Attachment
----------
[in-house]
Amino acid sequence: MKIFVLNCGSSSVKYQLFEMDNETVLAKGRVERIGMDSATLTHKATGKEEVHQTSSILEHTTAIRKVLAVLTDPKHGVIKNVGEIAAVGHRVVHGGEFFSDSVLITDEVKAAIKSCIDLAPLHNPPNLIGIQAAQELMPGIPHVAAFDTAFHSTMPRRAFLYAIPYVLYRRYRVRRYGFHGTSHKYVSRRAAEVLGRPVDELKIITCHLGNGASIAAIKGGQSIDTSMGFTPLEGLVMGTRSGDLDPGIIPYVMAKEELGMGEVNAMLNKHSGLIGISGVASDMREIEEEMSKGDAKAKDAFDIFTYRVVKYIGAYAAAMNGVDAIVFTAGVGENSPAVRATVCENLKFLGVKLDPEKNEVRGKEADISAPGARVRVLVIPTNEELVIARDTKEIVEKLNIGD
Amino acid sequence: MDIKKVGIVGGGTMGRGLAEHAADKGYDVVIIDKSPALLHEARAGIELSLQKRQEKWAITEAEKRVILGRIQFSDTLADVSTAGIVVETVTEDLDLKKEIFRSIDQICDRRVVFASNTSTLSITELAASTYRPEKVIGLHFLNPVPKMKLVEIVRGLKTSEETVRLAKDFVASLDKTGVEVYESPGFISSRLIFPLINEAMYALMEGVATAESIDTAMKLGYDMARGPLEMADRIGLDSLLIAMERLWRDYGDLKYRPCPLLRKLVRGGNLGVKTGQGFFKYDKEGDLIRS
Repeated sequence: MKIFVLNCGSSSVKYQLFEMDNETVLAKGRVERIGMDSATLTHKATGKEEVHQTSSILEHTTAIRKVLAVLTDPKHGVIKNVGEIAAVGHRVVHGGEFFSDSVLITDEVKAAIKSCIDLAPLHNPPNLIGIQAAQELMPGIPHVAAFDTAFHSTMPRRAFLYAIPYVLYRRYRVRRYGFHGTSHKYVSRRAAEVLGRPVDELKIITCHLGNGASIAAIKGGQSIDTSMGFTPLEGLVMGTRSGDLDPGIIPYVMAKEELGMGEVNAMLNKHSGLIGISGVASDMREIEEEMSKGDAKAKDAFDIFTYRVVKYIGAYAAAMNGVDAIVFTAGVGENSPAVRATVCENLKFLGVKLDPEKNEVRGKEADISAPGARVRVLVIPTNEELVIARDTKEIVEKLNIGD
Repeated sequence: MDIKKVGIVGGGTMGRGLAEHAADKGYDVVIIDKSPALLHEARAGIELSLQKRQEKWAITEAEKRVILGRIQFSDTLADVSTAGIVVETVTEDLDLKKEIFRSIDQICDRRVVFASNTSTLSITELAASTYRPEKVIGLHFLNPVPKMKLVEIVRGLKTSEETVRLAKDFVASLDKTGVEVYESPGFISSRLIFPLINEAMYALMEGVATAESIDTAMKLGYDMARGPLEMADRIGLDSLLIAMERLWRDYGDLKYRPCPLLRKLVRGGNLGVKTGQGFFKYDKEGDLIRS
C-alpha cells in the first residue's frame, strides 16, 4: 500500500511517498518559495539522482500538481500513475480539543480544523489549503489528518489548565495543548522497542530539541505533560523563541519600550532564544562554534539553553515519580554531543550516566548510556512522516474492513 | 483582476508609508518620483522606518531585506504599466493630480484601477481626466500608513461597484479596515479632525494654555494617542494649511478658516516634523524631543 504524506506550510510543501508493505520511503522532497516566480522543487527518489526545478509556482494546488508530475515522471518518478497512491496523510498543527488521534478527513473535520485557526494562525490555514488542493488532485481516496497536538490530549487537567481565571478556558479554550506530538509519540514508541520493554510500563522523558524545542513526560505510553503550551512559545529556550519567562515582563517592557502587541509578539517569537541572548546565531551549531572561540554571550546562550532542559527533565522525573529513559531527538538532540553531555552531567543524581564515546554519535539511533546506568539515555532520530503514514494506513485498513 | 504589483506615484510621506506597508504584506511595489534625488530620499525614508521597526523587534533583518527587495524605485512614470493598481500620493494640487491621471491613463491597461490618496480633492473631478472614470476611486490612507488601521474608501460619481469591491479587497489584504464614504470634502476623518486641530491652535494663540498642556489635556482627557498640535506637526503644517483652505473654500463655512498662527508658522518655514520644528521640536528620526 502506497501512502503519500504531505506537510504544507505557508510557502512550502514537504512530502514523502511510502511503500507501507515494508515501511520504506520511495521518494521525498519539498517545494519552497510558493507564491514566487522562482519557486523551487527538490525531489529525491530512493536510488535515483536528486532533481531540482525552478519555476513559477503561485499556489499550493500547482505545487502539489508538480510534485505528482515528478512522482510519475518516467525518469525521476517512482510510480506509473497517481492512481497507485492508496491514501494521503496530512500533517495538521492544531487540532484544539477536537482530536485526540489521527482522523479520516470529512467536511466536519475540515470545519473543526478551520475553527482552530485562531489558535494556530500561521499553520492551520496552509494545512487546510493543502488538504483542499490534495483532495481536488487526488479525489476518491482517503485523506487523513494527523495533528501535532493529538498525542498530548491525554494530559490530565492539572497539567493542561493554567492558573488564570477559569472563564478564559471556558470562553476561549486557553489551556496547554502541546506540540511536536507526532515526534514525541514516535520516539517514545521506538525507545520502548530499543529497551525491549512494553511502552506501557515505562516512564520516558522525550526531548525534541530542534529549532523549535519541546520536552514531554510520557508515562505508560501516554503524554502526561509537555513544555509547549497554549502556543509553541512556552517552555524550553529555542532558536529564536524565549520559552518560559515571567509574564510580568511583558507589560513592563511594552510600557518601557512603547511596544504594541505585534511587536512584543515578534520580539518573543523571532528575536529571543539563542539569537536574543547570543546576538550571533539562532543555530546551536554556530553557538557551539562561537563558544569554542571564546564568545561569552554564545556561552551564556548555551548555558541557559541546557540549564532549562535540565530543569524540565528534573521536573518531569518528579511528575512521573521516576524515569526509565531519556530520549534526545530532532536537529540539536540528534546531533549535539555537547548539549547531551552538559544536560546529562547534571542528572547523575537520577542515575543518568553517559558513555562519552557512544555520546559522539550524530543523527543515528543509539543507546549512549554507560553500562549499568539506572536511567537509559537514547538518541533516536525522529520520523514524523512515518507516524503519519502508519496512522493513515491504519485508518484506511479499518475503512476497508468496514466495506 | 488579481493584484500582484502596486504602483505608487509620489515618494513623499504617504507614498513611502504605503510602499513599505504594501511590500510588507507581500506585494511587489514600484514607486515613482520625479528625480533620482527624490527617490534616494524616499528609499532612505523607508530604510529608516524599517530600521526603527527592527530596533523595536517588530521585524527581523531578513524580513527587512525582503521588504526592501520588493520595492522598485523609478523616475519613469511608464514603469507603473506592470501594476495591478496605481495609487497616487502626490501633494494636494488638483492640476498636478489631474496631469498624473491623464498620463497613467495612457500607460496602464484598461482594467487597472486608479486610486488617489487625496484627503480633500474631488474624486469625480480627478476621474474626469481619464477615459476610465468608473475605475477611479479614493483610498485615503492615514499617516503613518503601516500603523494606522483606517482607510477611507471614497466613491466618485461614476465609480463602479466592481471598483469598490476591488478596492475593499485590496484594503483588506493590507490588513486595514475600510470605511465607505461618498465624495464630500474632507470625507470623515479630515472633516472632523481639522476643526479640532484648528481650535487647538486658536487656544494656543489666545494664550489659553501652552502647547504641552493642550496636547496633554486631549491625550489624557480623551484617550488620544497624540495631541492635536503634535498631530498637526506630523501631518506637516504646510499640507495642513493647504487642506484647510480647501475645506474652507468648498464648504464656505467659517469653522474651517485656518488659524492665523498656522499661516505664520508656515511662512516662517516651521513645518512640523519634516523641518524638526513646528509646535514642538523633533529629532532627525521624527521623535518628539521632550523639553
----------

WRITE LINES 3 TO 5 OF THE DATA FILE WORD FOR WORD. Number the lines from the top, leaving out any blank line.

Amino acid sequence: MDIKKVGIVGGGTMGRGLAEHAADKGYDVVIIDKSPALLHEARAGIELSLQKRQEKWAITEAEKRVILGRIQFSDTLADVSTAGIVVETVTEDLDLKKEIFRSIDQICDRRVVFASNTSTLSITELAASTYRPEKVIGLHFLNPVPKMKLVEIVRGLKTSEETVRLAKDFVASLDKTGVEVYESPGFISSRLIFPLINEAMYALMEGVATAESIDTAMKLGYDMARGPLEMADRIGLDSLLIAMERLWRDYGDLKYRPCPLLRKLVRGGNLGVKTGQGFFKYDKEGDLIRS
Repeated sequence: MKIFVLNCGSSSVKYQLFEMDNETVLAKGRVERIGMDSATLTHKATGKEEVHQTSSILEHTTAIRKVLAVLTDPKHGVIKNVGEIAAVGHRVVHGGEFFSDSVLITDEVKAAIKSCIDLAPLHNPPNLIGIQAAQELMPGIPHVAAFDTAFHSTMPRRAFLYAIPYVLYRRYRVRRYGFHGTSHKYVSRRAAEVLGRPVDELKIITCHLGNGASIAAIKGGQSIDTSMGFTPLEGLVMGTRSGDLDPGIIPYVMAKEELGMGEVNAMLNKHSGLIGISGVASDMREIEEEMSKGDAKAKDAFDIFTYRVVKYIGAYAAAMNGVDAIVFTAGVGENSPAVRATVCENLKFLGVKLDPEKNEVRGKEADISAPGARVRVLVIPTNEELVIARDTKEIVEKLNIGD
Repeated sequence: MDIKKVGIVGGGTMGRGLAEHAADKGYDVVIIDKSPALLHEARAGIELSLQKRQEKWAITEAEKRVILGRIQFSDTLADVSTAGIVVETVTEDLDLKKEIFRSIDQICDRRVVFASNTSTLSITELAASTYRPEKVIGLHFLNPVPKMKLVEIVRGLKTSEETVRLAKDFVASLDKTGVEVYESPGFISSRLIFPLINEAMYALMEGVATAESIDTAMKLGYDMARGPLEMADRIGLDSLLIAMERLWRDYGDLKYRPCPLLRKLVRGGNLGVKTGQGFFKYDKEGDLIRS